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Powwows: An Ancient Tradition Thriving Today


Powwows are not only a symbol of cultural survival for the more than 700 tribes in North America, they are a symbol of them thriving in the 21st century. Today there are hundreds of powwows in North America, in every state in the United States and every province in Canada. They have become a tradition that celebrates Native traditions and galvanizes Native culture for future generations.

Below is a link to a clip of the oldest moving picture footage of a Native powwow from 1885:


The word “powwow” (also spelled pow wow and pow-wow) comes from the Narragansett Indians, an Algonquian tribe that lived in present-day Rhode Island, and several of their words, which are all similar: powwaw, powaw, pawaw, powah. The words meaning “spiritual leader” or “meeting” or, perhaps, “a meeting led by a spiritual leader.” The words describing tribal gatherings which a chief, leader or shaman led involved dancing, regalia, and religious rituals. The term began to be used by early Colonists in New England who traded and co-existed with the Indians. The word was then adapted more widely and moved west.


The earliest white reference to Native American “powwows” was a 1590 watercolor by John White of ritual dancing by the Algonquin people of early Virginia. The tribe held this event with dancing to ensure agricultural fertility for their crops.

Most indigenous tribes across North America from present-day Canada to as far south as Mexico practiced ritual dancing and wore special regalia for various religious and cultural purposes. Dances were usually associated with one of four occasions: religious ceremonies, homecoming celebrations honoring successful war parties, celebrations of new or reaffirmed alliances, and events honoring various warrior societies or extended family groups. Perhaps one major difference between ancient and modern powwows is that modern events are intertribal and inclusive—they are open to all who wish to attend, whereas pre-contact events allowed only tribal members and those from friendly allied. tribes on the dance grounds.

The modern powwows of today resembles most closely the warrior societies of the Great Plains in the 1800s. But as white expansion and the Indian Wars began to wipe out native populations and cultural practices and many tribes were forced onto reservations, powwows and tribal dancing, wearing of war or ritualistic regalia, and practicing tribal traditions became prohibited. In fact, many dances, such as the Ghost Dance, were regarded as inciting rebellion and war, as well as promoting the “pagan” religion of Native Americans.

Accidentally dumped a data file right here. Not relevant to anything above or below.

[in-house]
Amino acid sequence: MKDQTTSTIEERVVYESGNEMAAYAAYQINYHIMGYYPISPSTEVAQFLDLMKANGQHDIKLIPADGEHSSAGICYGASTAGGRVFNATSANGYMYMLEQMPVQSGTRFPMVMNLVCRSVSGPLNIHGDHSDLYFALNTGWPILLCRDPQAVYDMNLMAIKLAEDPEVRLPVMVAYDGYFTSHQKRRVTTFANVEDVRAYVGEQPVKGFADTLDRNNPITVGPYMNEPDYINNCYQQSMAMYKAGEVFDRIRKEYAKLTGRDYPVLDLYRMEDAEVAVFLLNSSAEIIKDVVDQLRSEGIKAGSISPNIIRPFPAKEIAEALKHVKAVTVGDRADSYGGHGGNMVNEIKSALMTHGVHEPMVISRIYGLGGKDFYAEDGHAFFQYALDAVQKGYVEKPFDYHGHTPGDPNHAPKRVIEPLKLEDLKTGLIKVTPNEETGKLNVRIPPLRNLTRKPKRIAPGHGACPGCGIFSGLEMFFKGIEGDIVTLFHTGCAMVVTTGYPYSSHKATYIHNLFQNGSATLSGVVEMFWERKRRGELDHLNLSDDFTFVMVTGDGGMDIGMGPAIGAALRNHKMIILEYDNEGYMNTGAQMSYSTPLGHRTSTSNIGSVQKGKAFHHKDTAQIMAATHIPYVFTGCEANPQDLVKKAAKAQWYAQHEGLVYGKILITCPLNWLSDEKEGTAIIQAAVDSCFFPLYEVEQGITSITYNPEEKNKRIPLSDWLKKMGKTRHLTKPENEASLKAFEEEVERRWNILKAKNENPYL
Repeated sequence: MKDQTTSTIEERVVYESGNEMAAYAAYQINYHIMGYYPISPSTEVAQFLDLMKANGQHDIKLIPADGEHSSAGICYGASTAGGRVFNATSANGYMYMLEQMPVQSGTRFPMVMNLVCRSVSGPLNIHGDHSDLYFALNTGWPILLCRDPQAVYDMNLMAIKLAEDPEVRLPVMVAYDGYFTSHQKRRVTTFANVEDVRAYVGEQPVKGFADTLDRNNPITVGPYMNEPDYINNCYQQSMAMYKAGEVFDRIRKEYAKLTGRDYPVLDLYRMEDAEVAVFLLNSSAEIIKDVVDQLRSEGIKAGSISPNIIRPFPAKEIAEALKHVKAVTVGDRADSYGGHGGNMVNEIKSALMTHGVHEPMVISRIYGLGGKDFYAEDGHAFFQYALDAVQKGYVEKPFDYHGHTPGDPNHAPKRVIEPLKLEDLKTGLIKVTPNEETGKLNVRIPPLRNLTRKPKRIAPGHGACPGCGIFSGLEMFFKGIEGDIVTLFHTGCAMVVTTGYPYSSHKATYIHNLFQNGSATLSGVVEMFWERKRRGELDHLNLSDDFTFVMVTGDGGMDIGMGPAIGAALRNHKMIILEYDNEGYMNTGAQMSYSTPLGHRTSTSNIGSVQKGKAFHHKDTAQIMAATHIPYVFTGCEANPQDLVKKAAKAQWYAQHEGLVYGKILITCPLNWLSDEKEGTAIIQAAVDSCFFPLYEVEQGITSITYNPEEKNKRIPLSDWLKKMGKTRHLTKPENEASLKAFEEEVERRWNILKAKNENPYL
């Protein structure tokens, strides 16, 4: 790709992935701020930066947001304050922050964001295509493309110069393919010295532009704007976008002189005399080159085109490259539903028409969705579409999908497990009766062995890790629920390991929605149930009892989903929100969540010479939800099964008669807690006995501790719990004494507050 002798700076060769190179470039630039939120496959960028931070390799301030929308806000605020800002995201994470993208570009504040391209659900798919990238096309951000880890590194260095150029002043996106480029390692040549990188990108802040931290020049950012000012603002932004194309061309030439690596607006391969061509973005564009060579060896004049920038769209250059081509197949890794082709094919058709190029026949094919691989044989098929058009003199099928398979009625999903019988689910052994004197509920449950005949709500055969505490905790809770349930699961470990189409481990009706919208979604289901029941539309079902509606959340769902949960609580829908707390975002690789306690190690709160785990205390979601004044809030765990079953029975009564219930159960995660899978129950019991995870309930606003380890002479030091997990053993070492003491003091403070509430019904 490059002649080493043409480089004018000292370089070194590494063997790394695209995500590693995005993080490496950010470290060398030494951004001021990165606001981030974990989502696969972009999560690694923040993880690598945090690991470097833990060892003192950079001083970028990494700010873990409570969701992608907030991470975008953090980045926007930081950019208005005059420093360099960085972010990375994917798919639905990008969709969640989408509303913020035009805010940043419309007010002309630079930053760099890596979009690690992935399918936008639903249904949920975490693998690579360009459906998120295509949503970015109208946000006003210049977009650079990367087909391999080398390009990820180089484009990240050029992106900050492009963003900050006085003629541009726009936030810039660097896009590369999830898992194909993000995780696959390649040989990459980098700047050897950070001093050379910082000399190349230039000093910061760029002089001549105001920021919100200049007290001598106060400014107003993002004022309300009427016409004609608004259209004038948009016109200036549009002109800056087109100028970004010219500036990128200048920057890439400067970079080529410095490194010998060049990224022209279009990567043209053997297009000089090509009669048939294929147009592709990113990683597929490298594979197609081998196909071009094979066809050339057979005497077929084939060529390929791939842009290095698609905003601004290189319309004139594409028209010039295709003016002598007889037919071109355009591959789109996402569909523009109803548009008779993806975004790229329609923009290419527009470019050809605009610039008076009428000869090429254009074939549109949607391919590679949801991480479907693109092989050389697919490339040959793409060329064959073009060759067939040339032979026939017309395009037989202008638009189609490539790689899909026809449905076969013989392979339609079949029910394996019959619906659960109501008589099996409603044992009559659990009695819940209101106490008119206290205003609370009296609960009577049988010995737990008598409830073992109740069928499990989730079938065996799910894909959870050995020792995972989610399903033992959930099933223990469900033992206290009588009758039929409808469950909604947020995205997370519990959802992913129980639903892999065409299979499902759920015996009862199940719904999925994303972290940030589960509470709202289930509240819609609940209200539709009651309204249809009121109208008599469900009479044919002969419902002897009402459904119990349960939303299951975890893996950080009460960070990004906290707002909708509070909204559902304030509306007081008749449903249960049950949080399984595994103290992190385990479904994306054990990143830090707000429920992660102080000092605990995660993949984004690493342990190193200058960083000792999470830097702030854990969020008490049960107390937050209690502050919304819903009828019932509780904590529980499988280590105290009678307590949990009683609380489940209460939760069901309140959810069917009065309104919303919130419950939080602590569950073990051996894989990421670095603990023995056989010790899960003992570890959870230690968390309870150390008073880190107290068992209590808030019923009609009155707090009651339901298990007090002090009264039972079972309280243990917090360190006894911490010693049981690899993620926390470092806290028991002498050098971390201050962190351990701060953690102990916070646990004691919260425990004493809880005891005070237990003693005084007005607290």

The U.S. Army was employed to prohibit tribes from practicing their ritual dancing using force. The massacre at Wounded Knee in 1890 took place when Sioux Indians at the Pine Ridge Reservation were dancing the Ghost Dance when the soldiers opened fire on the Sioux, indiscriminately massacring hundreds of men, women, and children.

Even well into the 1900s, the U.S. government prohibited Native tribes from holding powwows. In 1923, Charles Burke, Commissioner of Indian Affairs in the United States, passed that limited the times of the year in which Native Americans could practice traditional dance, which he deemed as directly threatening the Christian religion. However, many Native communities gathered in secret to practice their cultures’ dance and music, in defiance of such laws.

Ironically, the popularity of powwows grew substantially after World War I and World War II. The participation of Native Americans in America’s foreign wars has been the highest per capita of any ethnic group in the U.S. and Native veterans were celebrated among their tribes with a revival of homecoming dances and powwows.

By the mid-nineteenth century, pow wows were being held across the West, Great Plains and in the Great Lakes region. The practice continued to grow among tribes across the country.

During the 1960s, during an emergence of civil rights and a rebirth in tribal heritage, powwows became a ritual full of powerful symbolism and tribal pride.

In the 1970s and 1980s, Indian casinos began to inject their support and sponsored powwow events.That resulted in an intensification of competition and in the formation of a “powwow circuit” with dancers, musicians, artists, and vendors traveling to competitive events that are scheduled a year or more in advance.

Today the powwow is not only an affirmation of surviving Native culture, but proof of its resiliency and evolution into the 21st century.

You may enjoy these related posts:

-The Sacred Ghost Dance: Last Prayer for the Old Ways

https://www.notesfromthefrontier.com/post/last-prayer-for-the-old-ways-the-sacred-ghost-dance

-Native Americans: Back from the Brink

https://www.notesfromthefrontier.com/post/native-americans-back-from-the-brink

-Kill the Indian, Save the Man

https://www.notesfromthefrontier.com/post/kill-the-indian-save-the-man

-Today's Largest Indian Tribes

https://www.notesfromthefrontier.com/post/today-s-largest-indian-tribes

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